Italy, wine

Tasting The Legend: Dal Forno Romano

Tasting the Legends
It’s not often that you get to cross a dream wine off your tasting wish list. It’s even less often that you get to cross off three in one night. And it’s the rarest of rare occasions that all the wines are from the same producer. That night was Wednesday and winery was the incomparable Dal Forno Romano.

Hailing from the Veneto in Italy, Dal Forno Romano wines demand that you totally recalibrate your perception of Valpolicella. The wines are painstakingly made through minuscule yields and a perfectionist’s mindset. Massively rich, concentrated, and yet somehow not over-the-top, these Valpolicellas will cellar for many, many years. If you are going to drink them now, I would say two hours in the decanter would be a minimum. (And I wouldn’t blame you if you drank them now; they are extremely difficult to resist.)

If it wasn’t enough to try two vintages of the Valpolicella, we were treated to the 2003 Dal Forno Romano Amarone. Whoa. What a wine! A little richer and denser that the Valpolicella, it had some of those lovely dried fruit characteristics that are the hallmark of Amarone. And like the Valpolicella, the Amarone is remarkable for its balance, especially considering the concentration and alcohol content. This wine doesn’t just strive for perfection, it’s knocking on the door.

Just when I thought I would run out of superlatives, the wine of the night (for me) arrived: The 2003 Dal Forno Passito Vigna Sere. Like the Amarone, it’s made with dried grapes, but it’s sweet. To call it the finest sweet wine I’ve had doesn’t seem to quite do it justice. I have to put it among the finest wines I’ve ever had, period. Having some blue cheese with it takes it into the stratosphere. I am loath to use words like “awesome” or “amazing” to describe anything because both words are so epidemically overused to be meaningless. (“That taco was awesome!” Awesome? Really? It inspired awe?) But if last night I heard any or all of these wines being described using either of those words, you’d probably notice me nodding my head in agreement and thinking, “Yes. Yes they are.”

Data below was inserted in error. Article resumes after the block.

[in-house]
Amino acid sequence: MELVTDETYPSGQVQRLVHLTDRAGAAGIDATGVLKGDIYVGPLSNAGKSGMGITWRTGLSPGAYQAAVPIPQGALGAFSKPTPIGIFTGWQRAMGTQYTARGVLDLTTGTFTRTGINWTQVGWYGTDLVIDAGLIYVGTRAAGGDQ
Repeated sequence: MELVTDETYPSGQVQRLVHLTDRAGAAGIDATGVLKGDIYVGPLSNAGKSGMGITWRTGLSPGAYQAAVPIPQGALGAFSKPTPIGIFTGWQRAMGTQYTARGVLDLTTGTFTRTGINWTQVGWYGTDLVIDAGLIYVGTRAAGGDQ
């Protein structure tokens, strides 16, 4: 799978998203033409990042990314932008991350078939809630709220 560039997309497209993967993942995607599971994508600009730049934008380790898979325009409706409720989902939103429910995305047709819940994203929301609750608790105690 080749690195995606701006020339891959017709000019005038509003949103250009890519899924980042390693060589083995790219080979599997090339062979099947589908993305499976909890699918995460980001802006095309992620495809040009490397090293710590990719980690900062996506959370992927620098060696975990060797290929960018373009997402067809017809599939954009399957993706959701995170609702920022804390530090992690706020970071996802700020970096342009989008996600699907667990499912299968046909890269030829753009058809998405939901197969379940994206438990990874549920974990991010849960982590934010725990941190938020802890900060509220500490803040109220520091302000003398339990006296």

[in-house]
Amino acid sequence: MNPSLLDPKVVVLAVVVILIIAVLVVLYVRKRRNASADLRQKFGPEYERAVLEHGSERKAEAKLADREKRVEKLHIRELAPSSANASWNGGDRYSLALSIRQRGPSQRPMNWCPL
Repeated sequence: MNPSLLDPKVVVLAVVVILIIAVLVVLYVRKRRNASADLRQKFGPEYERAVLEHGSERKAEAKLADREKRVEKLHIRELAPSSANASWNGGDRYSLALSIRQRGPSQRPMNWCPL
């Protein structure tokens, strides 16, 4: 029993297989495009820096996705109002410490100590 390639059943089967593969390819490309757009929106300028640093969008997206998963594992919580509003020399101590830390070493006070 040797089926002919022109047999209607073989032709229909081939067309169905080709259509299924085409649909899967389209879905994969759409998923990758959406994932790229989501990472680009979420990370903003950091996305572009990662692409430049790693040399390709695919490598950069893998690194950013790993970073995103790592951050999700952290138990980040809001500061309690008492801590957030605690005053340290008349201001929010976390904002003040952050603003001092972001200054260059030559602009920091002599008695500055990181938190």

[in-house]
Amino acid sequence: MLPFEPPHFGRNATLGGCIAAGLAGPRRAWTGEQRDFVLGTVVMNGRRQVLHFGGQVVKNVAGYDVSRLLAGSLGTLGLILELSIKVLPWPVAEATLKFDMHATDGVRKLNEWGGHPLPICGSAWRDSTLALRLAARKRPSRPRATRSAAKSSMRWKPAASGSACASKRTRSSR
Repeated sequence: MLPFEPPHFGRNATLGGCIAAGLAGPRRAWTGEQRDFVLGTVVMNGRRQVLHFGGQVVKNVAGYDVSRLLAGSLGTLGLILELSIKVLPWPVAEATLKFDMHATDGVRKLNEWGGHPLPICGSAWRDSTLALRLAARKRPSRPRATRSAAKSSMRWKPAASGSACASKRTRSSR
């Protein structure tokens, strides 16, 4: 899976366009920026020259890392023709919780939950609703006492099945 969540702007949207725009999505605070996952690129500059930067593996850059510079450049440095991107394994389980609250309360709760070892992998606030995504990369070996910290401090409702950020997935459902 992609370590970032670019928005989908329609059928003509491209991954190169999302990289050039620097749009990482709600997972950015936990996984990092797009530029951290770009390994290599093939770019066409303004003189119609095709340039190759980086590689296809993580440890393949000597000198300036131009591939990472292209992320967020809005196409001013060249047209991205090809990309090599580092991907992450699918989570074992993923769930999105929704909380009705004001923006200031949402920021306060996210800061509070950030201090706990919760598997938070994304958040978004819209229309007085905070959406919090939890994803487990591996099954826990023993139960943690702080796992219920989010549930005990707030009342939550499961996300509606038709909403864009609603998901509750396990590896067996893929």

Chris Zimmerman of Vias
I’d be remiss if I didn’t mention Chris Zimmerman from Vias, the company that imports Dal Forno Romano and many other excellent Italian wines. Chris led us through a “Visions of the Veneto” seminar that proved his knowledge of Italian wines is only matched by his passion for them. And I’d be truly remiss if I didn’t mention the lineup of wines before the Dal Forno Romano, which were very impressive. We started with two Suavia Soaves, the unoaked 2008 Montecarbonare and the barrel-aged 2006 Le Rive. Fans of Chablis and White Burgundy, respectively, need to get a hold of these gems. And the Le Salette Amarones that followed were outstanding; made in a very refined style appropriate for the dinner table.

So what wines are on your wish list or which ones have you crossed off?

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3 thoughts on “Tasting The Legend: Dal Forno Romano

  1. Love your blog and we also love Esquin! After an amazing dinner at Russel’s in Bothell, I was on the hunt for Cottonwood’s Syrah and the wonderful folks at Esquin helped me track it down when no other stores carried it. My husband and I are going to Europe next year, stopping in Paris, Italy, Greece, Turkey and Croatia. Any future posts about great wines we can “research” (by research, I mean consume) before the trip would be fabulous!!!

    • Emi,

      Thanks for the comment and the kudos! We are here to help you track down wines near and far. And we are glad to help with your “research” by consuming great wines and writing about them. (Tough job, I know.) Next up is Cabernet Franc from the Loire; you can visit some castles there when you’re in Paris!

      Jameson

  2. Pingback: Quintarelli: Great with Thai Food | Esquin's Blog

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